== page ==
The Lawrence Berkeley National Laboratory have announced the launch of three new projects that aim to develop new solutions for making smart farms carbon negative.
A new project series, by innovators at Lawrence Berkeley National Laboratory (LBNL), holds the potential to make agriculture more lucrative and sustainable. Funded by the US Department of Energy (DOE), the three new projects use Artificial Intelligence (AI), sensors, and ecological biology to influence the adoption of a carbon negative approach in agricultural industries.
The global benefits of farming crop based biofuel
The LBNL team aim to make the supply chain of biofuel feedstocks, such as corn, soy, and sorghum, carbon negative, meaning it removes more carbon than it emits.
According to a paper published by Cornell University researchers, Harry De Gorter and David R Just: ‘to fulfil the goals of reduced dependence on oil and an improved environment, US policy-makers deem biofuel policy crucial to complementing existing energy policies such as fuel taxes and cap and trade. Additionally, politicians advocate biofuels as a substitute for existing farm subsidy programmes.’
Two of the LBNL projects belong to the SMARTFARM programme of DOE’s Advanced Research Projects Agency-Energy (ARPA-E). Scientists hope that the increased productivity will have the effect of lowering costs and increasing farmers’ income.
“How can we make this Earth work for 7 billion people? If we can develop a pathway for farmers to have a better bottom line and help the environment, that’s where everybody wins,” said Michael Schuppenhauer, project lead and industry partner of Arva Intelligence, a startup based in Park City, Utah.
Sensor based data gathering
The first project, led by Blake Simmons of LBNL’s Biological & Systems Engineering (BSE) Division, will monitor five commercial farms in California and Arkansas growing corn and crops for straw.
Working with the project lead, Arva Intelligence, researchers will install sensors on the farms. The sensors will be tasked with monitoring the farm’s levels of fertiliser and water, as well as energy use and crop yield. Researchers will also install monitoring towers to measure emissions of carbon dioxide, nitrous oxide, and methane at subsecond resolution.
LBNL team plans to utilise the anaerobic digestion of crop residues, which occurs when non-harvested plant material begin to degrade, as a viable producer of biofuels. “Crop residues are actually the largest pool of readily available sustainable biomass that you can efficiently convert into biofuels and bioproducts,” Simmons said.
To determine the ratio of carbon input and output, LBNL scientists will conduct atmospheric sensing of greenhouse gases, genomic analyses to characterise the soil microbiome, and life cycle analysis. These field experiments will generate massive amounts of data which will be used by Arva Intelligence to build mathematical models and improve precision agriculture algorithms to help farms become carbon-negative.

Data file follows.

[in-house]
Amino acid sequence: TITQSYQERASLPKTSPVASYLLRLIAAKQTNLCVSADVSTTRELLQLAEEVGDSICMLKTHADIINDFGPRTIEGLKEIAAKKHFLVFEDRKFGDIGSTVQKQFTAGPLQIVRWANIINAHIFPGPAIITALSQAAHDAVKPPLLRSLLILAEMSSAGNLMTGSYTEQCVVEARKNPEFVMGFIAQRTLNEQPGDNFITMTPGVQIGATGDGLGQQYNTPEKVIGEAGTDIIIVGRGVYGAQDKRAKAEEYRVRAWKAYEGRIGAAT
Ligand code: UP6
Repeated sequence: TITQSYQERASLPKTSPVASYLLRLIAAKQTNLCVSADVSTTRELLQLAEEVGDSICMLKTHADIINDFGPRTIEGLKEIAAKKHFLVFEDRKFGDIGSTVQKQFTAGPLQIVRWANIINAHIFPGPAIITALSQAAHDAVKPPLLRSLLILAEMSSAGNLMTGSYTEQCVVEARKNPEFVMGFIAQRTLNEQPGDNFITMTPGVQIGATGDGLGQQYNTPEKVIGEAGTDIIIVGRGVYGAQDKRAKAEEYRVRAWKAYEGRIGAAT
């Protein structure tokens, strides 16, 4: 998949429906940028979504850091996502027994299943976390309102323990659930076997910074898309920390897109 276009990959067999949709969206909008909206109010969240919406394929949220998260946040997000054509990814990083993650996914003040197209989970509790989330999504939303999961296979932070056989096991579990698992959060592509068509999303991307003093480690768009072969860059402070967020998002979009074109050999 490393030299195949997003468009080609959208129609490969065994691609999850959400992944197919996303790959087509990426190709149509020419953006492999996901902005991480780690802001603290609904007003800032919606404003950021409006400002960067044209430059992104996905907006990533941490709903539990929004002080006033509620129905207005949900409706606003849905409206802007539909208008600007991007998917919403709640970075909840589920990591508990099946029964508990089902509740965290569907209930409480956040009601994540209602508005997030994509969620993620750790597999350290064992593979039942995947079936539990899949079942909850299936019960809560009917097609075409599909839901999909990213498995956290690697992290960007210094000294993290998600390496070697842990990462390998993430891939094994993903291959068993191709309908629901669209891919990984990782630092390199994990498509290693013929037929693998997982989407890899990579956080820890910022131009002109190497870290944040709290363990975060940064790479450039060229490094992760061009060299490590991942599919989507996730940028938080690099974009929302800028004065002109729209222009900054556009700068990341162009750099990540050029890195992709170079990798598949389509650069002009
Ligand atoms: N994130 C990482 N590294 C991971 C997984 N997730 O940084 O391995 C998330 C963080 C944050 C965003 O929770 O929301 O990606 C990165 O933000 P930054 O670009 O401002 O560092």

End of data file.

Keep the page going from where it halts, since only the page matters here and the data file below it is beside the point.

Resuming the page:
Promoting agricultural carbon accounting
In the second project, LBNL researchers will analyse the data from the first study to develop a common standard for carbon accounting.
Established low-carbon fuel markets can bear sizeable financial rewards to products that are produced with low greenhouse gas emissions, bringing farmers as much as $100 per acre in additional revenue. “If you really want to put a price on carbon from biofuels production, you have to be able to accurately measure emissions of carbon and carbon-equivalents from each farm.
“That could incentivise farmers to move away from resource-intensive farming, where they are driven to maximise yield by using more fertiliser,” said Yuxin Wu, head of Berkeley Lab’s Geophysics Department.
Wu suggests that carbon accounting can present complications for farmers. “Greenhouse gases are released by plant and root respiration, by the soil, by fertiliser use, and when you pump water or use machinery. It’s a complex equation, and each farm operates in their own way. How we put together these very different datasets is a challenge,” commented Wu.
The objective of the final project, led by Nicola Falco and Haruko Wainwright, is to develop machine-learning software to integrate DOE’s environmental databases with local-scale monitoring and sensing.
Researchers will create a scalable software system to combine the local-scale datasets, such as from sensors monitoring water, nutrients, and fertilisers, with the DOE datasets. “The DOE’s databases and user facilities offer powerful assessments, yet they have been rarely used for ecosystem management,” said Falco.
In 2018, LBNL began their research using machine learning to promote sustainability in agriculture on a farm in Arkansas. The team has since established a series of algorithms to help farmers estimate sprout and plant density using images taken by drones. These estimates will enable real-time adjustments, boosting productivity.
“Berkeley Lab has extensive expertise characterising soil-plant interactions and other terrestrial ecosystem properties across scales,” said Wainwright. “By working with Arva and its machine-learning capabilities, we hope to transfer our tools and knowledge more quickly for operational management.”